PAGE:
Sunday, March 20, 2016

How to Cross the Creek


How to Cross the Creek: I wondered why there were no bridges on most paths in this open space for crossing the creek. I finally got an answer.

It's been two days since my wildflower walk on the Snead/Rambouillet Trail, and I'm wondering if this part of the walk contributed to my emergency room visit yesterday. I had been trying to figure out how to cross the creek.  

The trail is more like a series of small trails emanating from the housing developments which surround the open space in the middle between them. I always enter from Oxen Street on a paved path with low stairs built in. A narrow dirt path parallels this. After taking the path or the stairs down the hill, I come to a creek. From the main path there is a wooden bridge that crosses the creek.  


How to Cross the Creek: I wondered why there were no bridges on most paths in this open space for crossing the creek. I finally got an answer.



From that main  path,  I could see a creek on my left. I decided to take the paved path to the other path I thought connected to it, but instead I was blocked by the creek.

How to Cross the Creek: I wondered why there were no bridges on most paths in this open space for crossing the creek. I finally got an answer.


Since I wasn't wearing boots, I took the path back in the direction I usually take it until I reached the turn-off to a dirt path that I believed would meet the other path I wanted up near a pond. It's the path to the right in this photo. You can see the path I want to be on to the left.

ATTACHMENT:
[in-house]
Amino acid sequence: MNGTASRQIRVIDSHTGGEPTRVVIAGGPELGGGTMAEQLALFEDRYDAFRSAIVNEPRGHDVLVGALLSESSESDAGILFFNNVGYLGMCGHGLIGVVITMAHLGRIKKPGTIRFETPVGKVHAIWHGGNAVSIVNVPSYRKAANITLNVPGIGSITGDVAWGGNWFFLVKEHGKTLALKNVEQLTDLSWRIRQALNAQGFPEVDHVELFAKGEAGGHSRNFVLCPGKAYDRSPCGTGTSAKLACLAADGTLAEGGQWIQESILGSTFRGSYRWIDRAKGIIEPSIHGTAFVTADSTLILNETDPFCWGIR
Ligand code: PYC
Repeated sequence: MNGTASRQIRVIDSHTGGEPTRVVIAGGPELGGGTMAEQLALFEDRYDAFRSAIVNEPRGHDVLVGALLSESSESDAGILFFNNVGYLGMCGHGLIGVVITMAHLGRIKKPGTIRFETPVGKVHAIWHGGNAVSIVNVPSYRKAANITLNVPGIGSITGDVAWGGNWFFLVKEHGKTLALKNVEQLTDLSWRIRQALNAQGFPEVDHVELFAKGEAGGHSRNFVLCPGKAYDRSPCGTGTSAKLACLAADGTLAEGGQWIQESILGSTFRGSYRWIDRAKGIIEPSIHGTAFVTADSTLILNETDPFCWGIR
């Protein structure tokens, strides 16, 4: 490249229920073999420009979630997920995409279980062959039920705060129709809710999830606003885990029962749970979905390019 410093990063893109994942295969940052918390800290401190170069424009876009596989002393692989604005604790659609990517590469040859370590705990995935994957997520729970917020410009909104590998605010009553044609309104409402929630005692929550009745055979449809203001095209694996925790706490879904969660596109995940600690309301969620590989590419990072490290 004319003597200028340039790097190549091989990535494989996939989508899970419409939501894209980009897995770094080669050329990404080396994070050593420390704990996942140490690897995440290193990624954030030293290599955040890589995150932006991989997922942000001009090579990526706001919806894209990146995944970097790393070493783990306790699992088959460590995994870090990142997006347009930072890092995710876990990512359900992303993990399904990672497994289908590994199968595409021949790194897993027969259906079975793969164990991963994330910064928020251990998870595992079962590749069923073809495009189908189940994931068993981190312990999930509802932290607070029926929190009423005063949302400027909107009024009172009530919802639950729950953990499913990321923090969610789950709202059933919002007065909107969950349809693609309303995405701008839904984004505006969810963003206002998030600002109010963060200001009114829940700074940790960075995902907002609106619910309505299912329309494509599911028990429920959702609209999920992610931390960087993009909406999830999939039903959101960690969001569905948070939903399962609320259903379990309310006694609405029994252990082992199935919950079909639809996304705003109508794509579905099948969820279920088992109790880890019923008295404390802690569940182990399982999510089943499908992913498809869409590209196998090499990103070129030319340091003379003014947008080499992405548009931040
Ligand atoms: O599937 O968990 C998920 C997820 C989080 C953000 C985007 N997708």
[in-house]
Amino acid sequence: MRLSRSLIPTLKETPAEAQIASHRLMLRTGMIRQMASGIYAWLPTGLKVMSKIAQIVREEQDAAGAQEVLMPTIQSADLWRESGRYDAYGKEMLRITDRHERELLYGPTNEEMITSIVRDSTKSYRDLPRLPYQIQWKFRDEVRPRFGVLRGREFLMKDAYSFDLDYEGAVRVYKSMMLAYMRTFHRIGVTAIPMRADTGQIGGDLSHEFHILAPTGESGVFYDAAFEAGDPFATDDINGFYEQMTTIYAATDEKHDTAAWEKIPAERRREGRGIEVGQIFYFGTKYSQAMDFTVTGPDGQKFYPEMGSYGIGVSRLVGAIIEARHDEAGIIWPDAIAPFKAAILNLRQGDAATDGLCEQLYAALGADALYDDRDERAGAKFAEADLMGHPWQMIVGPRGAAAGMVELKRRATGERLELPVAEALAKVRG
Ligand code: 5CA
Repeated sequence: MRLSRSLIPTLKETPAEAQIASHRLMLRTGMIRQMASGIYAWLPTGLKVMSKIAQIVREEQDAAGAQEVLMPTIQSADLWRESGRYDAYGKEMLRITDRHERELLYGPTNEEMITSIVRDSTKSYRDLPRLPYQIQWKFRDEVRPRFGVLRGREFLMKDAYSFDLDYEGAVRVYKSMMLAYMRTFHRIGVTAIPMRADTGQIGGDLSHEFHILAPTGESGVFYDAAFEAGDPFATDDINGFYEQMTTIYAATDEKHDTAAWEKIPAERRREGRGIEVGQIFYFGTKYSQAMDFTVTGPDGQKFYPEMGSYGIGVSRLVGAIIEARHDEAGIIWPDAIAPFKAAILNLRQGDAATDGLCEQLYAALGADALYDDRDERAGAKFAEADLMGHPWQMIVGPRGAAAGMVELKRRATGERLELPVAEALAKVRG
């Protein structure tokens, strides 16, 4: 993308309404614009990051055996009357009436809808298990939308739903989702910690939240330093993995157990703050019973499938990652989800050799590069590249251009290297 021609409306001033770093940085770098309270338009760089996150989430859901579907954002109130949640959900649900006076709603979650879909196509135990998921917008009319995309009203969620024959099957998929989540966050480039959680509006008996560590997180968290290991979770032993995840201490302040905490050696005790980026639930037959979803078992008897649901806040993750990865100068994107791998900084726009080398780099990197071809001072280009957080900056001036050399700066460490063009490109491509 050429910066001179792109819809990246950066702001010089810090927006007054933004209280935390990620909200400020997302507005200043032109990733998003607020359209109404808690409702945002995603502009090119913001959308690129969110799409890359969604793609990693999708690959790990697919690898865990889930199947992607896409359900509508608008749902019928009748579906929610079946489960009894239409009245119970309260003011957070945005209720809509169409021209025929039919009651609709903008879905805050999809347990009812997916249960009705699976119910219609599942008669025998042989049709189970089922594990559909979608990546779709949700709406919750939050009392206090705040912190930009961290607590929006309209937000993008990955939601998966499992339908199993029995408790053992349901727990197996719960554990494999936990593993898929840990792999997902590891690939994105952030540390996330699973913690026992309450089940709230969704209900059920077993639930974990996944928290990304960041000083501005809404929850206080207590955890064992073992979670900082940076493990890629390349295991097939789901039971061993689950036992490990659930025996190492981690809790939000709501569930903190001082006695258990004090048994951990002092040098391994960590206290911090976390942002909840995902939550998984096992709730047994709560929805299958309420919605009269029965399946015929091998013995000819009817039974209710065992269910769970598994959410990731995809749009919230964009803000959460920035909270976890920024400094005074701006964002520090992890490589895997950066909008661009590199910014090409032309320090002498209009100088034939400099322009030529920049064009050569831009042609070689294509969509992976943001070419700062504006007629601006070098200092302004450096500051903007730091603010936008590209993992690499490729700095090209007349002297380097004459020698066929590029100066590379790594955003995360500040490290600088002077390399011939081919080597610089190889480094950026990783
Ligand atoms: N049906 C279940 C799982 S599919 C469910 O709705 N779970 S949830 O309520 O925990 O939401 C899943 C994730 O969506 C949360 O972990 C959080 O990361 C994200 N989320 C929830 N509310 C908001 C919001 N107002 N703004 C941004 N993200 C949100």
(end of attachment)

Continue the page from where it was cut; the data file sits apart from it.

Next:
How to Cross the Creek: I wondered why there were no bridges on most paths in this open space for crossing the creek. I finally got an answer.


The dirt path became quite steep and narrow where it follows the curve of the creek. You can see how the path leans in a slope between the trees.  I have pointed to the path with the green pin.

How to Cross the Creek: I wondered why there were no bridges on most paths in this open space for crossing the creek. I finally got an answer.
The path on the hill had a dangerous slope and I almost fell, B. Radisavljevic


I wanted to get to where I thought I could get on the path I wanted, so I stayed on the dirt path even though I knew the slope and loose rocks were risky for me. Since I saw the woman and her children ahead of me, I knew help would be close should I slip. I figured I'd come back by the wider level path once I was across the creek. But that didn't happen. The path again dead-ended into the creek. There was only one place to cross the creek without getting wet.

How to Cross the Creek: I wondered why there were no bridges on most paths in this open space for crossing the creek. I finally got an answer.


Unfortunately, I didn't want to risk the slope it would take to get to it. I was between two steep places,  but I chose to go back the way I came. As I expressed my opinion about the lack of bridges to cross the creek from the paths, the mother explained that the golf course used to be very close to where we were walking before there was so much development around the open space. That's why the trails have no bridges across the creek. People used golf carts to cross the creeks where the trails stopped. Those on bikes still have no problem getting across the creeks.

After I left the the trail and went back to my car, I continued on to shop for groceries before going home. My back began to hurt just after I made it into the house with the bags of groceries. I can't help  but think it was the effort to keep from slipping on the slope that caused my back to go into a spasm. Fortunately the medications they gave me at the emergency room yesterday are helping and I'm  almost back to normal just before midnight tonight. I think I've learned I need to be more careful.